Top of the Heap
(c) 2012 Kathryn Board
When I got to hell, the place was packed. We were piled on top of one another, thousands of bodies deep. It didn’t smell like sulfur; it smelled like sweat and body odor. More people appeared out of thin air and landed on the pile.
Hell was a cavern –a cave of sorts. The walls were black stone, stained with soot. It was the biggest place I’d ever seen. Bigger than Yankee stadium. Bigger than the Grand Canyon. And at near capacity.
Someone yelled my name from below. “Carl!”
A hand came up and nearly dragged me down. Instead, I used my precarious leverage and pulled. The hand was attached to a girl I used to know. “Penny?”
“I thought that was you,” she said. “I’ve seen a bunch of people from high school. Shelly Patterson. Stevie Knight. Billy Holiday. You know he offed himself so he’s all the way down at the bottom.” I spent a moment imagining being on the base of this huge pile and I shivered; I was glad I was on top.
“So what happens now?” I asked.
“Nothing,” she said. “It’s hell, Carl. There isn’t an in-flight movie.”
Hell wasn’t what I had expected. I thought there would displays of torture and sexual depravity. This was relatively benign.
“When I got here, we were nowhere near so close to the surface,” she said. “We should be breaking through any time now.”
“Breaking through?” I asked.
“At least, that what we all assume will happen,” she said, pointing. The cavern roof wasn’t more than twelve feet overhead. At the rate hell was filling, the place would be bursting in hours.
More bodies fell out of the air and I struggled back to the top of the pile. Penny struggled with me. “What happens to us when we break through?” I asked.
“Don’t know. It’s never happened before.”
I thought about my poor parents. If I went home, they’d have a heart attack. On the plus side, they’d probably end up in heaven, which couldn’t be anywhere near this full.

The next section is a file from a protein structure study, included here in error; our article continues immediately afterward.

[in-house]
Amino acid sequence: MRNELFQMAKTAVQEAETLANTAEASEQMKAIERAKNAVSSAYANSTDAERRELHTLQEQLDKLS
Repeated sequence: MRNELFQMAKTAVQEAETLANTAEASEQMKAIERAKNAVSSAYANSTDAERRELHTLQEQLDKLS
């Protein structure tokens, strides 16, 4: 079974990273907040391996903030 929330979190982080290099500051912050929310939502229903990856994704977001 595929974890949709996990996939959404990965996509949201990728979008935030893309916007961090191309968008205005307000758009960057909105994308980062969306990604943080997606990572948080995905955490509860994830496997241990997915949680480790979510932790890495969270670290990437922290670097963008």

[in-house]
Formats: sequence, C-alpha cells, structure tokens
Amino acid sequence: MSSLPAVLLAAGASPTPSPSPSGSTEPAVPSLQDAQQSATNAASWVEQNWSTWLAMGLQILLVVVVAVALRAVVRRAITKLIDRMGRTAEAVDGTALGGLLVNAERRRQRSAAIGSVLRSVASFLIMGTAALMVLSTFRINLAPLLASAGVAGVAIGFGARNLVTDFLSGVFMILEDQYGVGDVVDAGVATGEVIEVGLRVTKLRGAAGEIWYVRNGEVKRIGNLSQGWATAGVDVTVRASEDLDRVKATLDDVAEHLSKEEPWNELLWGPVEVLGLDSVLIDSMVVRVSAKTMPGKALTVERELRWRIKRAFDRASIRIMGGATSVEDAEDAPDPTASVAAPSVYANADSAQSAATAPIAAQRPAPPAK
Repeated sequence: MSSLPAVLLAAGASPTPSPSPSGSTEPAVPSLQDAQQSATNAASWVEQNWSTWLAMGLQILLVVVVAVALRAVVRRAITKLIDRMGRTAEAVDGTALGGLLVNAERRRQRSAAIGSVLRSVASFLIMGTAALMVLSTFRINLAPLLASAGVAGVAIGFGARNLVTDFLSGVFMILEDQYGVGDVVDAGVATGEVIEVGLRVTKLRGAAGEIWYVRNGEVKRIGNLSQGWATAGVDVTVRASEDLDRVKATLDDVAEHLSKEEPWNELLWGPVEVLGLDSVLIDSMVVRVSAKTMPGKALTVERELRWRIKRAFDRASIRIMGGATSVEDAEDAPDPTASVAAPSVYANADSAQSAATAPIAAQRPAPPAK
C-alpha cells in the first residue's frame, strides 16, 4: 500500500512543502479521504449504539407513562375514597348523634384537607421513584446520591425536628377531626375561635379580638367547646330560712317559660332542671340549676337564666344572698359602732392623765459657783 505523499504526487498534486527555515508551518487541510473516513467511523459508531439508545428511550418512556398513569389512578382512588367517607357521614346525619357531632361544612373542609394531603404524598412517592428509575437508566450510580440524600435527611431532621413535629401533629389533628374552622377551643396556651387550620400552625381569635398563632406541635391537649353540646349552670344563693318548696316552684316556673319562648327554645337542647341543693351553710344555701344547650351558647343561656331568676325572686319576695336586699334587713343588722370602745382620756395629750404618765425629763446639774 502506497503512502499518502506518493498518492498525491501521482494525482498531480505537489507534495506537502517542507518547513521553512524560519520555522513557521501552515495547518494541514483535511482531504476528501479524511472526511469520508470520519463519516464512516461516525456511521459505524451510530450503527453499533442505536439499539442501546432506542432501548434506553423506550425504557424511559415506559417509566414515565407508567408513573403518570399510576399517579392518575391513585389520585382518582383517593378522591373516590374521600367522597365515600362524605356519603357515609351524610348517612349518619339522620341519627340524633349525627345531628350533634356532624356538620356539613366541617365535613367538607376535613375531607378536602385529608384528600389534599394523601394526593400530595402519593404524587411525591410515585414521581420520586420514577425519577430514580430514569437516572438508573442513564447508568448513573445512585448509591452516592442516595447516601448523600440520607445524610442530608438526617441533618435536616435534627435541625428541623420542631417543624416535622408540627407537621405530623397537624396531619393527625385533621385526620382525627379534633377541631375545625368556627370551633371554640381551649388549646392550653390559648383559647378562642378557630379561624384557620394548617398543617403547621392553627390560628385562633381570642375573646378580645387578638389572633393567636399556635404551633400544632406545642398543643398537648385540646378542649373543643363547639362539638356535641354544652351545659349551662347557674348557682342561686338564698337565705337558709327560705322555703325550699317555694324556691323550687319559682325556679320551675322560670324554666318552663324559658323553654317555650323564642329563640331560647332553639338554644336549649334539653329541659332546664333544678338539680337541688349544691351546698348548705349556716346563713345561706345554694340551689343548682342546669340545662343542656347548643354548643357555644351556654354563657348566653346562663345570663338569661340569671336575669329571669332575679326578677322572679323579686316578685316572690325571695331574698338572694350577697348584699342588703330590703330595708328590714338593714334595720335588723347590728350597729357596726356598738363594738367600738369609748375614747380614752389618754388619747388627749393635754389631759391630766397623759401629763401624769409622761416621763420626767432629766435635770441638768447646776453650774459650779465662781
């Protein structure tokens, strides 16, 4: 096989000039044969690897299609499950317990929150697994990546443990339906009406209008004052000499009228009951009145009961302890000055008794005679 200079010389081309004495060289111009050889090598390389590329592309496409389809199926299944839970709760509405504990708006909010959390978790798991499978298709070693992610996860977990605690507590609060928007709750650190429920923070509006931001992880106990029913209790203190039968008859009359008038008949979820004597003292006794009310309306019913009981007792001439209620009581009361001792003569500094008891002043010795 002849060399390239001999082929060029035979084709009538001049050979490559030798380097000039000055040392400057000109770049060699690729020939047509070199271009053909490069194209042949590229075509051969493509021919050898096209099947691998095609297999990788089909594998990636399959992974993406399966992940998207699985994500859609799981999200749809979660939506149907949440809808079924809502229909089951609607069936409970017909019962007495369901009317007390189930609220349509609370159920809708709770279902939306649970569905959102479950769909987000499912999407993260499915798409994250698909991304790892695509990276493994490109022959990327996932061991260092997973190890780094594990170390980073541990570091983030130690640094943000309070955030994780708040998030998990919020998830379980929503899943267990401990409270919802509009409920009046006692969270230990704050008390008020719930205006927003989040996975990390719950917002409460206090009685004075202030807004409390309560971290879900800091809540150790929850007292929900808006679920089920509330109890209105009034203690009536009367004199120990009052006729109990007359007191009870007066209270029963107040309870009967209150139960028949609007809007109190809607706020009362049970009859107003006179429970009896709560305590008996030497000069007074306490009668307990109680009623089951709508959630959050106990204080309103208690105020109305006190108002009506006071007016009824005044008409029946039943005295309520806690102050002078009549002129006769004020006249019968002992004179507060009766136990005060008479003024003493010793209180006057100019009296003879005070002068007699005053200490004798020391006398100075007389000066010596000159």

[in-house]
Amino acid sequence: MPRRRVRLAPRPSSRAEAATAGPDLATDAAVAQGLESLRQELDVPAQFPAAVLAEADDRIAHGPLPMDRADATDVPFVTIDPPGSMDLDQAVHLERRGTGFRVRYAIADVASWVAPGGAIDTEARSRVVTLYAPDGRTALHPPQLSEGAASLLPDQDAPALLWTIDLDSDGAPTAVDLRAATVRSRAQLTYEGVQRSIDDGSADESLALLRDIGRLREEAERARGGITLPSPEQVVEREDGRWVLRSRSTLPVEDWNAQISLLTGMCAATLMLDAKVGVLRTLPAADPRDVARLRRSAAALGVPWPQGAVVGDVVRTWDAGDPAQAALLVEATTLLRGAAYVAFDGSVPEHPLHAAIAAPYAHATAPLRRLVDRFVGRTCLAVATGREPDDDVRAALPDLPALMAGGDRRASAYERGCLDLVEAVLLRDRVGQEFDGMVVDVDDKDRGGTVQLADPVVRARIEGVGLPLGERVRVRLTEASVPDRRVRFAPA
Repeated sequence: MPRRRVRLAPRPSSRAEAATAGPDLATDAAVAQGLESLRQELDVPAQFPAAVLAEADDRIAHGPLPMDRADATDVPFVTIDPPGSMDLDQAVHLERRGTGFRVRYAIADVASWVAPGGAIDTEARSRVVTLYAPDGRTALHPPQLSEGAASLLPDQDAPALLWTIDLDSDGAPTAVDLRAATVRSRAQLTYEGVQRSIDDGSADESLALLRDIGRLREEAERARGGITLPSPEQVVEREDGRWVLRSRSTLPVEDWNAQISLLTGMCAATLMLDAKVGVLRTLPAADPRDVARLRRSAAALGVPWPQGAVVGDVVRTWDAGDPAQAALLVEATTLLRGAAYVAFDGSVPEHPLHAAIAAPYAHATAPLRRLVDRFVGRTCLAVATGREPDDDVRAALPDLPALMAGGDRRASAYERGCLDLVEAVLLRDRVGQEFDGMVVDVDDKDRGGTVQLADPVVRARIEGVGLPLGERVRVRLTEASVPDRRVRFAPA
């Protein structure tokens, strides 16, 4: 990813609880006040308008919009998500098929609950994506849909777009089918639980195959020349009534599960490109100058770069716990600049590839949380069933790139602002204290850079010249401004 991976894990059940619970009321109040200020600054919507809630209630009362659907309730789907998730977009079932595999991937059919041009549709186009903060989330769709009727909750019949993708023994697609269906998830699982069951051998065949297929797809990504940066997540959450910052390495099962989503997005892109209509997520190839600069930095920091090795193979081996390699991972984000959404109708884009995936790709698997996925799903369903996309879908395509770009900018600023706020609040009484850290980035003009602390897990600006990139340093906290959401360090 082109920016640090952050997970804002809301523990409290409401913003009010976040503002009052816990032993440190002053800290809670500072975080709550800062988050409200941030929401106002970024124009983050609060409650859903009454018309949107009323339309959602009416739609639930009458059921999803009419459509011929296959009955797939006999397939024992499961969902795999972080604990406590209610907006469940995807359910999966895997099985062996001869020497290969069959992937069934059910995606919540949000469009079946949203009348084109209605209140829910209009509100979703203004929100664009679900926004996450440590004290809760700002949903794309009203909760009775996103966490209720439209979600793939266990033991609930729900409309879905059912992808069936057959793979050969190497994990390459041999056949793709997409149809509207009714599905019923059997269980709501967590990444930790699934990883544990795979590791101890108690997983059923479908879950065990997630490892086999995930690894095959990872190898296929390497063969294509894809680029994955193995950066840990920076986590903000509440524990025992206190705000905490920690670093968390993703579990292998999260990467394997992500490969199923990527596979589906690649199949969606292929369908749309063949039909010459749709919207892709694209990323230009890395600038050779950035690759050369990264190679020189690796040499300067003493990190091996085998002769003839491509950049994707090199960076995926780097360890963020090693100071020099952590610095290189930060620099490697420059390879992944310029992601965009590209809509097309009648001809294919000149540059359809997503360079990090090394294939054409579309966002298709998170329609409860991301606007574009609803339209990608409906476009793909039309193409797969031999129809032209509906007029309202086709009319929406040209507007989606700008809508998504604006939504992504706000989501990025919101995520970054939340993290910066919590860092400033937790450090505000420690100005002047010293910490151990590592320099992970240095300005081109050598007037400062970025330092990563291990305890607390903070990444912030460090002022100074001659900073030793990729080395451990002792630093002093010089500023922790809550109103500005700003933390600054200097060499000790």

The pile rose and me with it. I was within touching-distance of the cavern ceiling. It seemed far too solid to punch through. Still, there were an awful lot of us. I rose higher and higher until my chest was within inches of the top.
“Dive!” Penny yelled suddenly.
I didn’t question it; I did exactly as she said. I was really glad I did, too, because as suffocating as skin and hair were, they were at least soft in comparison to the stone.
The great mass of humanity heaved upward. I couldn’t breathe but I wasn’t sure that I really needed to. Penny gripped my arm and I gripped hers. In this sea of bodies, she seemed like the only real thing.
We surged upward again. The walls moaned and rumbled. The people on top of me screamed as they crushed into the stone. The people below me howled in determination. Escape was suddenly an option and they fought for it.
The bodies were like one solid mass, like one muscle. We constricted, braced, and pushed. The walls protested. In between the heaves of upward pressure it was silent. I could make out the sound of water lapping on the other side of the stone. I wondered what our cavern looked like from the outside. Was it an island in a vast ocean? Could passing ships hear our cries?
“Just once more,” Penny gasped.
But she was wrong. We pushed and constricted, pushed and constricted again. I let go of Penny. I wanted to be closer to the top. I needed to know what was happening. Arms buoyed me up.
When I reached the stone, I studied it. Instead of a fissure, instead of sign of weakness, it bore a different look. With the next upward heave it moaned and stretched. It expanded only the miniscule amount it took to hold the new member of hell.
“No!” I yelled. I didn’t have the room to pound my fists against the wall, though I wanted to. Instead, my chest was ground into the stone with the next upward heave. And somewhere, deep below me, probably from where the suicides had spent eternity supporting the pile, I heard laughter.
Kathryn Board has had one short work of fiction appear in the speculative fiction anthology Triangulation: Dark Glass. She has also recently had work accepted to the speculative fiction quarterly, Electric Spec. She is a Lab Safety Specialist with a passion for writing; it’s a left brain/right brain mess.